Today is May 29 and the Navigate the Chaos question to consider is “do you focus on what you can do?” For those navigating the chaos they often get stuck. For one reason or another they feel like their feet are stuck in wet cement and are unable to move. Life gets like that sometimes and paralyzes us. For those who learn to successfully navigate the chaos, however, they quickly put into the practice the adage “don’t let what you can’t do get in the way of what you can do.”
If you find yourself stuck just how open are you to suggestions? Are you allowing yourself to focus on what you can do? Or are you so upset that you are unable to do A, B, or C you are blinded by what D, E, and F might offer? At this point of navigation some people might say something like “Well what is the point, if I can’t do A, B, or C doing D, E, and F is just stupid. D, E, and F won’t really help me.” So, the alternative is what? For those who fail to succeed they engage in predictive thinking, overlook the value of D, E, and F, and remain stuck blaming others for their inability to achieve their goal.
Focusing on what you can do during difficult times has been a theme by authors since the Roman philosopher Seneca wrote On the Tranquility of the Mind:
“No condition can be so wretched that an impartial mind can find no compensations in it. Small sites, if ingeniously divided, may be made use of for many different purposes, and arrangement will render ever so narrow a room habitable. Call good sense to your aid against difficulties: it is possible to soften what is harsh, to widen what is too narrow, and to make heavy burdens press less severely upon one who bears them skillfully.”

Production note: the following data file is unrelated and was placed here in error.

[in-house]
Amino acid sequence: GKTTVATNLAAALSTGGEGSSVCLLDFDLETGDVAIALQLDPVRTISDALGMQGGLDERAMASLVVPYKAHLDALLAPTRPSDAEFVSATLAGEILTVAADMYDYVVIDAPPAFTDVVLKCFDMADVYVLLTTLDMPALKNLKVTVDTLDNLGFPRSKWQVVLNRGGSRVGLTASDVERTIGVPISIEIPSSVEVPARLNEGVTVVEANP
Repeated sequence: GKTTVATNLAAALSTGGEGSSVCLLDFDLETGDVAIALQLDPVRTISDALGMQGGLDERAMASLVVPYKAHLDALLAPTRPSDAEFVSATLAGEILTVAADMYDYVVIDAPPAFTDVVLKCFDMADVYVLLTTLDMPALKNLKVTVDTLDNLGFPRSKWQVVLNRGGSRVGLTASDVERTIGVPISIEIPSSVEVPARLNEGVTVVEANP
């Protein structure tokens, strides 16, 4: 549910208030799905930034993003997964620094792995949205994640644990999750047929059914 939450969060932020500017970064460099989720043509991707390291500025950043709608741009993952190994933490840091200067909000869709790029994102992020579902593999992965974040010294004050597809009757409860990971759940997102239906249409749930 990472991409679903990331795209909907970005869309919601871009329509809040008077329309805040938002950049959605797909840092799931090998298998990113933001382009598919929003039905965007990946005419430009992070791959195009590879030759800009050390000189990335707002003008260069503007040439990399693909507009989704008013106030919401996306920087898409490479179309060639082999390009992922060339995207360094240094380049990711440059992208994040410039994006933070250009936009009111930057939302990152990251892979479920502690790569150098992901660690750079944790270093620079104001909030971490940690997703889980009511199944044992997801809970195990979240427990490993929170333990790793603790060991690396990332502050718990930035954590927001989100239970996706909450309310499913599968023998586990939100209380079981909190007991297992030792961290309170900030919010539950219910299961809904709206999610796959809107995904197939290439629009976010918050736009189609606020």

Major League Baseball player Kyle Schwarber of the Chicago Cubs ‘found compensations in his harsh’ life situation. Schwarber refused to let his inability to swing the bat during a rehab assignment stop him from doing what he could do to get ready to play for the Cubs in the 2016 World Series. On April 7, 2016 Schwarber and teammate Dexter Fowler collided in the outfield. Schwarber was removed from the game with a torn anterior cruciate ligament and lateral collateral ligament in his left knee, and would miss the rest of the 2016 season, just his second year in the major leagues.
As the Cubs advanced further into the postseason, an unexpectedly fast recovery made the return of Schwarber increasingly more of a possibility. His doctors told him that he could not swing a bat more than 60 times a day. Professional baseball players need to swing a bat a few hundred times to get their batting eye finely tuned. Schwarber decided to just stand at home plate and train his eye on the pitching machine as it sent fastballs, sliders, and curveballs his way.
He did not know if watching hundreds of pitches for two hours at a time would work but it was all he could do to help train his eyes without swinging a bat. It most certainly worked. The Cubs added Schwarber to their roster for the 2016 World Series, and started him in Game 1 as their designated hitter. Schwarber's addition to the Cubs' starting line-up was surprising given he had not played since his injury in April.
He was not medically cleared to play on defense, and only made appearances as a pinch or designated hitter. Schwarber had a batting average over .400 and the Cubs defeated the Indians in seven games to claim the Cubs' first World Series championship in 108 years. Schwarber did not let what he couldn’t do get in the way of what he could do.
How often do you let what you cannot do get in the way of what you can do?